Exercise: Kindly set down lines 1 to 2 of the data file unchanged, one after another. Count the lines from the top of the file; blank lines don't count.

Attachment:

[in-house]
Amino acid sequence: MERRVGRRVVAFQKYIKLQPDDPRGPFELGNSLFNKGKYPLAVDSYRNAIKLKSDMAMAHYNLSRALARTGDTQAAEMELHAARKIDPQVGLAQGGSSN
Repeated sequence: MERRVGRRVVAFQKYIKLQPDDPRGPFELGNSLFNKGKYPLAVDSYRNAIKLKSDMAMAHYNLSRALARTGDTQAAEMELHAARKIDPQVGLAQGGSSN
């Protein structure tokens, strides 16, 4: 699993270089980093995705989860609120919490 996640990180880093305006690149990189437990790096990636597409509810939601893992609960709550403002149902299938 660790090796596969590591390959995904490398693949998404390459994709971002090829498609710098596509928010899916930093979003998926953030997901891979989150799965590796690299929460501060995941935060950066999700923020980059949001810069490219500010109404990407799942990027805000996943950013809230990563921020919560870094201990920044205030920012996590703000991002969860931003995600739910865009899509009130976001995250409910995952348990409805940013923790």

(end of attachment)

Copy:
[in-house]
Amino acid sequence: MERRVGRRVVAFQKYIKLQPDDPRGPFELGNSLFNKGKYPLAVDSYRNAIKLKSDMAMAHYNLSRALARTGDTQAAEMELHAARKIDPQVGLAQGGSSN